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The Pavilion: Complex Topography. Folkestone Fringe 2017

Johnstone, Stephen and Ellard, Graham. 2017. The Pavilion: Complex Topography. Folkestone Fringe 2017. [Design]

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Abstract or Description

The Pavilion was a temporary timber structure designed for the international collaborative exhibition by MA students from Central Saint Martins and Tokyo University of the Arts, presented as part of the Folkestone Fringe, which ran alongside the Folkestone Triennial 2017.
The role of the Pavilion was to act as a site or place, within, from or around which visitors encountered events, activities, performances, presentations, talks, actions or objects. The Pavilion served as the central, physical manifestation of the overarching project, the accompanying ‘content’ of which was ephemeral, time-based, contingent, immaterial, transient or dispersed.
The function, in practical terms, was to act as an armature - to house, host or to stage a variety of works, in a variety of forms. Some works used the site as a centre for activities that engage audiences or publics in the wider context of Folkestone and the Triennial providing a base, a stage, a focus, a destination or a departure point. Some of the works by students were generated entirely by the formal qualities, aspects or conditions of the structure itself (eg. its location; the view through its windows or doors; the junction of one section and another; the texture of its materials; the similarity of the structure to some other types or examples of buildings).
The design is modular. The Pavilion was formed of a series of intersecting hexagons, each built of repeated, identical components. These main components formed the six facets of each hexagon. Built like the structure of a beehive the hexagonal cells connected on facing facets to form a larger partially interconnected space.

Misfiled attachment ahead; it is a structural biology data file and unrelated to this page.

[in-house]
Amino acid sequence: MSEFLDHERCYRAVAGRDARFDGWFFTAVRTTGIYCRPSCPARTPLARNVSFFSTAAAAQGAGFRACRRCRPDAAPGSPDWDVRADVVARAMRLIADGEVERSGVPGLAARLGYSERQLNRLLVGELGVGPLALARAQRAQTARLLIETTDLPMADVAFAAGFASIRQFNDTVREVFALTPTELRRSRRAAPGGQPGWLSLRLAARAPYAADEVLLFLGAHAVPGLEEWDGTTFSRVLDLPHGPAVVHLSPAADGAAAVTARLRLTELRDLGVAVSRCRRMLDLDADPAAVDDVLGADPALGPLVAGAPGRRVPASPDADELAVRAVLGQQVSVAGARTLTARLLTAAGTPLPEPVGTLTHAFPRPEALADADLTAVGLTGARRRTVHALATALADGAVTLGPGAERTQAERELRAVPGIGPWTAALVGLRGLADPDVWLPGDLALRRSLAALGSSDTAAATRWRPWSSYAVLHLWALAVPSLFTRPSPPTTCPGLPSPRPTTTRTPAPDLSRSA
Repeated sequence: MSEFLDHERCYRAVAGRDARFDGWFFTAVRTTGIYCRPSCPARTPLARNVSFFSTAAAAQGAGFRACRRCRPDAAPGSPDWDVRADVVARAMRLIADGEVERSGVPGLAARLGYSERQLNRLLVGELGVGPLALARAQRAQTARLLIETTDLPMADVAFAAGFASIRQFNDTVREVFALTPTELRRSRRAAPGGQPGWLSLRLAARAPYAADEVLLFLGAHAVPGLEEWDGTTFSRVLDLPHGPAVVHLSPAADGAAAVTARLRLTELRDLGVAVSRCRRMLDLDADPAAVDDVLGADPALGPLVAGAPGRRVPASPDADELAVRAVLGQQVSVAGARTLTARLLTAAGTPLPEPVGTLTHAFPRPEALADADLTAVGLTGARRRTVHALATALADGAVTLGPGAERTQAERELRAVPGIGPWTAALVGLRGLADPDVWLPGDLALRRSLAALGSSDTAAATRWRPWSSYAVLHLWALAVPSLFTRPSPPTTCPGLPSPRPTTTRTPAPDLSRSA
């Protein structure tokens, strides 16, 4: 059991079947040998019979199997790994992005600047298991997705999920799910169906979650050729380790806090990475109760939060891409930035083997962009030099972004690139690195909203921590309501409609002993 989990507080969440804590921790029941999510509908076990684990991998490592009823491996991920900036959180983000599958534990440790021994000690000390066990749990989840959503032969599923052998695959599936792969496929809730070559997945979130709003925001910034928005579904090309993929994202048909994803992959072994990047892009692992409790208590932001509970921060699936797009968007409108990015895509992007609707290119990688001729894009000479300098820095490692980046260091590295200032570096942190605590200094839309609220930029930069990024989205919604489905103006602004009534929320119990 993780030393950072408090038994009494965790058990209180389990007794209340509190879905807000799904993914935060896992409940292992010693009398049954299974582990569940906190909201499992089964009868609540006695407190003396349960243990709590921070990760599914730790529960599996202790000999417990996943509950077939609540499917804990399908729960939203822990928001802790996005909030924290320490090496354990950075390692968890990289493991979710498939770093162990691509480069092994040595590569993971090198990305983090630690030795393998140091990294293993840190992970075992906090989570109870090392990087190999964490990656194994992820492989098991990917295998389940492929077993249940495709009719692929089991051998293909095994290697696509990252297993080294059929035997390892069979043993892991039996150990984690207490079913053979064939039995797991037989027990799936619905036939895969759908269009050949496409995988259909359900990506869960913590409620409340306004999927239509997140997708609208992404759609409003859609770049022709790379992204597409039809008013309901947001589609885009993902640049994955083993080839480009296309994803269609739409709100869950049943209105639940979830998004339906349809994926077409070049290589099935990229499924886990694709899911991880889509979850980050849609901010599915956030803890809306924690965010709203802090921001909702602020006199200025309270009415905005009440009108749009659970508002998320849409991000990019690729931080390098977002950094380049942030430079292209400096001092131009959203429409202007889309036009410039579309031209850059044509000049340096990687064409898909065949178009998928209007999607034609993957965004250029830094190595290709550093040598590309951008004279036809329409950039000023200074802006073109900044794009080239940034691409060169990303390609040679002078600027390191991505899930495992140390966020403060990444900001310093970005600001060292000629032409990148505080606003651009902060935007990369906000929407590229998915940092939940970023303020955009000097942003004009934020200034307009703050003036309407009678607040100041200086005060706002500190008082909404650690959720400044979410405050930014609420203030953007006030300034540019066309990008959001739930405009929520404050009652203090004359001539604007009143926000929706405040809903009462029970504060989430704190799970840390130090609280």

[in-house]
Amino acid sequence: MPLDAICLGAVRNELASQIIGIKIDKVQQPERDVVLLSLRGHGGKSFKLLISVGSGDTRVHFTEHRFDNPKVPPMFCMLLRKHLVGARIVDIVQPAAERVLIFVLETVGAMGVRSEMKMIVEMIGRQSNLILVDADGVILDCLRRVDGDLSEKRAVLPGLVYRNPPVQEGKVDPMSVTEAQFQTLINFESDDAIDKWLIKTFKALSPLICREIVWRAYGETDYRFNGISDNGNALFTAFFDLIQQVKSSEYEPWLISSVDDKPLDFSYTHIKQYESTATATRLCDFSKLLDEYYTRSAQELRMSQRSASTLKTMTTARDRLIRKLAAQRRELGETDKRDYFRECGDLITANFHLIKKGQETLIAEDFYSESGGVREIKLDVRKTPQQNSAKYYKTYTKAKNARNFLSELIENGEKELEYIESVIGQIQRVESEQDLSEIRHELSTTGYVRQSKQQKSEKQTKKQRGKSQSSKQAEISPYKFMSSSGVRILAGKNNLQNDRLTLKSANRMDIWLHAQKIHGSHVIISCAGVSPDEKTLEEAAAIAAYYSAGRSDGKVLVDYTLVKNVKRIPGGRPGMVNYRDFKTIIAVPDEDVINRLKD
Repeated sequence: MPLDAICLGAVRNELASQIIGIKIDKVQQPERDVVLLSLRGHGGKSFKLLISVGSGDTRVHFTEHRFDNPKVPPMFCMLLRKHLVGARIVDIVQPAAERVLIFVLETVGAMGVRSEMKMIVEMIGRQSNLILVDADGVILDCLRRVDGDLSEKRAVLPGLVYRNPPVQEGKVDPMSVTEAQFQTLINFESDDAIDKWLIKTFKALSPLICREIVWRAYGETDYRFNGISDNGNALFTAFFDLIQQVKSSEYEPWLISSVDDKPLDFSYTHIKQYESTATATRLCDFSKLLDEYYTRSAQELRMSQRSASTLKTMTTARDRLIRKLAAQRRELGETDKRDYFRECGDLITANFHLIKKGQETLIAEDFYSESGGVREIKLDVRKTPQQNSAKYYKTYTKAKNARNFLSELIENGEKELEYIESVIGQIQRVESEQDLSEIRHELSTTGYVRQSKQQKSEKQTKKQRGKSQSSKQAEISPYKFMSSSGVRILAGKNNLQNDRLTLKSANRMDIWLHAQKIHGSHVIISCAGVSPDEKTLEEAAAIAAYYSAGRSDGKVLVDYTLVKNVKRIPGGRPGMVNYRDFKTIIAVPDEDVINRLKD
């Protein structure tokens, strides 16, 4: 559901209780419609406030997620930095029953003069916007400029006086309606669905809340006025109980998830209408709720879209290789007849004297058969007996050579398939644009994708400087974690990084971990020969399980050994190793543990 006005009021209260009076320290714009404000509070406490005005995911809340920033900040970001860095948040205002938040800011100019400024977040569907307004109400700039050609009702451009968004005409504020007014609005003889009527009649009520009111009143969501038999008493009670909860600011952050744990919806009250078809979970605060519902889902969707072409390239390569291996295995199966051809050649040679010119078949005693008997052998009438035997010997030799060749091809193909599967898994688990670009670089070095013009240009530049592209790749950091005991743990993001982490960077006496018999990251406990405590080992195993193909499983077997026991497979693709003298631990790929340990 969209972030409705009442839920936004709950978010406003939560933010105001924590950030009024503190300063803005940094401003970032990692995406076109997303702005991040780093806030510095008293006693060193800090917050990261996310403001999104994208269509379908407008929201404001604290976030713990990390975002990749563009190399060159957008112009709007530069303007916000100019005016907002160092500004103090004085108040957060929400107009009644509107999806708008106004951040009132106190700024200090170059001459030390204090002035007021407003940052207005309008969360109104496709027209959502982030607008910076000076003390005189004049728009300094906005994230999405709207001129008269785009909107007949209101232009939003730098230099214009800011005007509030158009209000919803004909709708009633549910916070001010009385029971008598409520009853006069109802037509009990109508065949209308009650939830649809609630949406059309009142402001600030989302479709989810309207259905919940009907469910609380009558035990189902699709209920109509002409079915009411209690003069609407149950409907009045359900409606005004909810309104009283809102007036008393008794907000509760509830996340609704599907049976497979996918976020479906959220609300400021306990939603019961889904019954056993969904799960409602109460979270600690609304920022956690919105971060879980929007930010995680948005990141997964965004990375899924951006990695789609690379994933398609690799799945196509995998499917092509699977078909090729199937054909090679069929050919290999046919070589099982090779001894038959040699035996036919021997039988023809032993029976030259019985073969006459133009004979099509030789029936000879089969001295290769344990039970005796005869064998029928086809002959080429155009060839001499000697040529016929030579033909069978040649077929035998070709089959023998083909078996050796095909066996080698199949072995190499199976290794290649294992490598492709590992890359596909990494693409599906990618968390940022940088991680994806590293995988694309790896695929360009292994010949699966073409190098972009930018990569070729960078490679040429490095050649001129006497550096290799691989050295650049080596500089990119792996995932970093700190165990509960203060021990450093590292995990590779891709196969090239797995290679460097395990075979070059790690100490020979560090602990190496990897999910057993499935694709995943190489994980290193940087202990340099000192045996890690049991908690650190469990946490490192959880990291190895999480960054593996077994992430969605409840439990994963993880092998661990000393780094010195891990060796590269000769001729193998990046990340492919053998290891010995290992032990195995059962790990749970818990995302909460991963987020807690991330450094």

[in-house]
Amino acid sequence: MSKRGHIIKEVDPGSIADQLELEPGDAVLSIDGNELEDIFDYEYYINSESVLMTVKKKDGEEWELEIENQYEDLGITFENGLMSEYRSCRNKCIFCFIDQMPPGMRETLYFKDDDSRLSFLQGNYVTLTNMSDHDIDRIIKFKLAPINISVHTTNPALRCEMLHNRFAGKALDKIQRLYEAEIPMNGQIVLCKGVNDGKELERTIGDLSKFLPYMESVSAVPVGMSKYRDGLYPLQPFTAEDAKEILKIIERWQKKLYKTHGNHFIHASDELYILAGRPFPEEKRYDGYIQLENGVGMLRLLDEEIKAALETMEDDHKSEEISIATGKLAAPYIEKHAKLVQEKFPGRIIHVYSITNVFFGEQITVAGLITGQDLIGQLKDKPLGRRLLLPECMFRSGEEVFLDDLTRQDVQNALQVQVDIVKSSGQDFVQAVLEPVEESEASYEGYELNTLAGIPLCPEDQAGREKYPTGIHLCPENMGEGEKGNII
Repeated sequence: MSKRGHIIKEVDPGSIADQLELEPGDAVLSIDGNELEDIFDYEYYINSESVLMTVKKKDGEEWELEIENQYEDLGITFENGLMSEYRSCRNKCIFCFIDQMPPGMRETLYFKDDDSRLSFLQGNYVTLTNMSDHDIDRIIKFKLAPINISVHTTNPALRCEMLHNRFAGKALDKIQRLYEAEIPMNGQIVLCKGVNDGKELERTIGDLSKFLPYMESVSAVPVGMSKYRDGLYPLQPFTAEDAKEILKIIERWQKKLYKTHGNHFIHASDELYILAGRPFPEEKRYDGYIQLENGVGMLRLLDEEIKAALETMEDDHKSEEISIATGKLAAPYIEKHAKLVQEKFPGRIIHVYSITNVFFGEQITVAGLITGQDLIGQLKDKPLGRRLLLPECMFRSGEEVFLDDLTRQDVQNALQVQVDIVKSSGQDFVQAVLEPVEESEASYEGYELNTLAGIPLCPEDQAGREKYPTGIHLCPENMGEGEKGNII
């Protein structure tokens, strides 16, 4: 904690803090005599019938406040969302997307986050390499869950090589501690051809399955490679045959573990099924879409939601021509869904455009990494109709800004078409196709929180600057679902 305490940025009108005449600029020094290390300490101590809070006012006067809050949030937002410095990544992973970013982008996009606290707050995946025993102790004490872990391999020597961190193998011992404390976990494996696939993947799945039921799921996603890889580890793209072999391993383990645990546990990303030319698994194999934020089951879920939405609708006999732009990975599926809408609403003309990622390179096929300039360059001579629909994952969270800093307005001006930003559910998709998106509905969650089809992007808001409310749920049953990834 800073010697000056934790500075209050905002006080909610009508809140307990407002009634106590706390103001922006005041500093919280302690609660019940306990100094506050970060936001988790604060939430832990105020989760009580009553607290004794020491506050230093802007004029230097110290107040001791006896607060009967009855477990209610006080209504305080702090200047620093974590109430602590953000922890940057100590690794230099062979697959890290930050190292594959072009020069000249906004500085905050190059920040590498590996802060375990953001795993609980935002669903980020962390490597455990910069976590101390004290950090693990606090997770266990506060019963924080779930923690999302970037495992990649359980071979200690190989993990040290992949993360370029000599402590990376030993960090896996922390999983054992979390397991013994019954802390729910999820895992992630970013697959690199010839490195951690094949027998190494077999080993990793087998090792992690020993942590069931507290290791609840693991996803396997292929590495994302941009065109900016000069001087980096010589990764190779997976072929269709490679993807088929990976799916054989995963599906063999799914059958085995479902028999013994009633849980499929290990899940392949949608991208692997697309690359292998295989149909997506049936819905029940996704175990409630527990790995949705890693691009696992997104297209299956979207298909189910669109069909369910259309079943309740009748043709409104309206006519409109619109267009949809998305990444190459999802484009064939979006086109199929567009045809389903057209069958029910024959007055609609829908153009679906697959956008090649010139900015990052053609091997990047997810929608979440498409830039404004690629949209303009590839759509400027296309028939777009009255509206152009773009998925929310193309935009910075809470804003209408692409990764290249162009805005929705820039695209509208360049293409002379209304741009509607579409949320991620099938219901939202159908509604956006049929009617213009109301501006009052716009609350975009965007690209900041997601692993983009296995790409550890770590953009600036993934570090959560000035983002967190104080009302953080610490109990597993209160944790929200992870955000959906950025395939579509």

Fabricated from scaffolding boards, these wall sections were largely open frame-like units and the ways in which the open sections were adapted (filled, paneled, covered, painted, draped, etc.) was determined by the students. Numerous visual references can be made to tie the Pavilion to its context or locate it in a culture. Its resemblance to temporary recreational buildings is offset by its resemblance to modular emergency homes. It shares features with landing and take-off helicopter pads and its placement on the coast links it to ideas of arrival and departure - while its similarity to sea forts defensive adds further and more complex allusions. The cell structure is that of a beehive, so organic references are clear, as well as associated images of the hive and of collective activity. Further organic references occur in relation to the opening up or hinging out of the Pavilion walls – to seashells, plants as well as to books, cabinets, Japanese puzzle boxes – and so to ideas growth, change, of the hidden and the revealed. These ideas serve just as starting points and further connections were made within the students’ projects.
All the wall units were identical and designed to minimise the range of cut planks – all units comprising of two identical verticals and a minimum of four identical horizontals.
The floors and roofing were versions of the same template – planks as joists clad in weather-proof plywood. The design was developed and refined to keep the range of components and their materials to an absolute minimum, to maximize the possibility for re-use or re-cycling. At the end of the project the whole of the Pavilion was taken by a local charity working with homeless people to serve as a base from which to distribute food.

Pavilion Designed And Project Managed By
Graham Ellard & Stephen Johnstone

Build Team
Pete Smithson, Andy Baker, Paul Murphy, Simon Davenport, Joe Murray, Ed Sanders, Yosuke Nakazato.

Organisers
Tokyo University Of The Arts; Central Saint Martins, University Of The Arts London.

Funding:
International Joint Project Granted By The Japanese Ministry Of Education, Culture, Sports, Science And Technology (Mext) Through Its Programme For Enforcing The Function Of National Universities Global Art Joint Project Between Tokyo University Of The Arts And Central St Martins, University Of The Arts London.

Cooperation
Creative Foundation, Folkestone; Folkestone Fringe; Shepway District Council; The Radway Estate.

Planned By
Tokyo University Of The Arts X Central Saint Martins, University Of The Arts London, Global Art Joint Curriculum, London Unit.

Item Type:

Design

Departments, Centres and Research Units:

Art

Date:

September 2017

Dimensions or Duration:

MeasurementType
7m x 15m x 3.5mDimensions

Item ID:

24304

Date Deposited:

17 Sep 2018 09:15

Last Modified:

17 Sep 2018 09:15

URI:

http://research.gold.ac.uk/id/eprint/24304

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